Holocaust remembrance at home
Ari Wenig has become the Australian organiser for Zikaron BaSalon…an initiative which promotes Israel’s Holocaust Memorial Day activities in Australian lounge rooms.
He writes from Israel where he made Aliya: “I first encountered Zikaron BaSalon through a guy that I met at a concert. A young, vibrant man by the name of Yonatan Bellik, who shared with me his passion and excitement for the new project he was running in the Diaspora. When I mentioned that I was Australian and had some writing experience he said – “Yalla! You’re hired!” – and just like that I was responsible for organising Zikaron BaSalon in Australia.
Zikaron BaSalon is a social initiative which takes place on the Israeli Holocaust Memorial Day. Literally meaning “remembrance in the living room” in Hebrew, Zikaron BaSalon offers a new, engaging and intimate way to commemorate this day and its significance through discussions at home among family, friends and guests. Alongside formal events, this unique and authentic tradition invites people to gather and together, express, discuss, and most importantly, listen. Zikaron BaSalon believes that the conversations held in the intimate surroundings are key factors for transitioning the memory of the Holocaust into a Moral Compass. Zikaron BaSalon is an instrument for revising and reshaping our society and by doing so, making it a better place for us to live in.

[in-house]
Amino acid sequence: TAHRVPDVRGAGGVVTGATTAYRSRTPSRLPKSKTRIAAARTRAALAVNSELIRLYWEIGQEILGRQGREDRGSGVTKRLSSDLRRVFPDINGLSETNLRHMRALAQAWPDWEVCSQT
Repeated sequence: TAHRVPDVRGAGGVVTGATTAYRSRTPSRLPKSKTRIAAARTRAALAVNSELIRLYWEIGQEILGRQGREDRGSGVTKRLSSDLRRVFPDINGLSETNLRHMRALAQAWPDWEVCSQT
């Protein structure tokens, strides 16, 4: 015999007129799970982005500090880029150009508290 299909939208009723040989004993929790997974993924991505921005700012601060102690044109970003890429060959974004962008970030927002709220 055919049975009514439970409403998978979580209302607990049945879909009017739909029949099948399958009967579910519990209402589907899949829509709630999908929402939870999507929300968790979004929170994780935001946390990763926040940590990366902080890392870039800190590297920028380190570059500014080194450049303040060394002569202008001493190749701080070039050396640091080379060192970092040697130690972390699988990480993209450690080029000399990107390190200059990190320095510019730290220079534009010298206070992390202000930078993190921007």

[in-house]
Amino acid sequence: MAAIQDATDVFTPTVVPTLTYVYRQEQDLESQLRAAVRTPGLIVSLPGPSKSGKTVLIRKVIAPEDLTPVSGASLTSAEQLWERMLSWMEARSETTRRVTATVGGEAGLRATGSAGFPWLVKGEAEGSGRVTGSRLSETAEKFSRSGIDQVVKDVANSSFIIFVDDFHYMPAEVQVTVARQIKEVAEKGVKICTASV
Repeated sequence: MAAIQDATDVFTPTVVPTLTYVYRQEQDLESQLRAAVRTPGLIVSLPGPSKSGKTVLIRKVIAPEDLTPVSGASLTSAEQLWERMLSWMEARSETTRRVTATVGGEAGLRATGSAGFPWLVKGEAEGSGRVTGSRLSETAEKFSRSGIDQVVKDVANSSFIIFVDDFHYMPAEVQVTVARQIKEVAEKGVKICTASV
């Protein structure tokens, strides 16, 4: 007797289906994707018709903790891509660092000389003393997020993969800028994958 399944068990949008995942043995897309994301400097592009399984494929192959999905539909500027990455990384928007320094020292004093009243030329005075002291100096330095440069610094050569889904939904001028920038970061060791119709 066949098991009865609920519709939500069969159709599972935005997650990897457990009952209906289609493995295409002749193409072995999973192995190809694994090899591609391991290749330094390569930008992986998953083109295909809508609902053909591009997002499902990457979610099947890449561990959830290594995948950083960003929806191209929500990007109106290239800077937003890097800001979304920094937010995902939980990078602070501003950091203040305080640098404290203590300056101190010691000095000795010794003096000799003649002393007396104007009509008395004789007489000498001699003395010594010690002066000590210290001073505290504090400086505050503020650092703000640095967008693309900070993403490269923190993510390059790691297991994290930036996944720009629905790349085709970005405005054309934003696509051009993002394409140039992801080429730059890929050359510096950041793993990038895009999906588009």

We suggest that a Zikaron BaSalon will include three parts: Testimony – filmed or personal, told by a Holocaust survivor, a child of one or an expert in the field; Expression – play music, read a poem, or any other way participants would like to express their feelings through creative lens; Discussion – a facilitated discussion that focuses on the memory of the Holocaust and its significance in our lives nowadays. You are invited to structure your event in the way that fits you best.
I was instantly taken by the concept, and as Yonatan shared with me that 500,000 people had been a part of this project last year, I felt myself fall into a living, breathing part of history. I couldn’t help but feel that THIS is how traditions are born. They are born of youthful, passionate and inspired individuals who want to make changes in order to increase the meaning and relevance of their life experiences. In essence, the Pesach seder came to be because a bunch of forward-thinking guys said ‘Lets sit around every year and tell the story of what happened to us’. And so too, now, 70 odd years after the Shoah, Zikaron BaSalon is taking the world by storm. I hope to see this tradition grow from strength to strength, and I hope to see Australia join the rest of world Jewry in this revolution.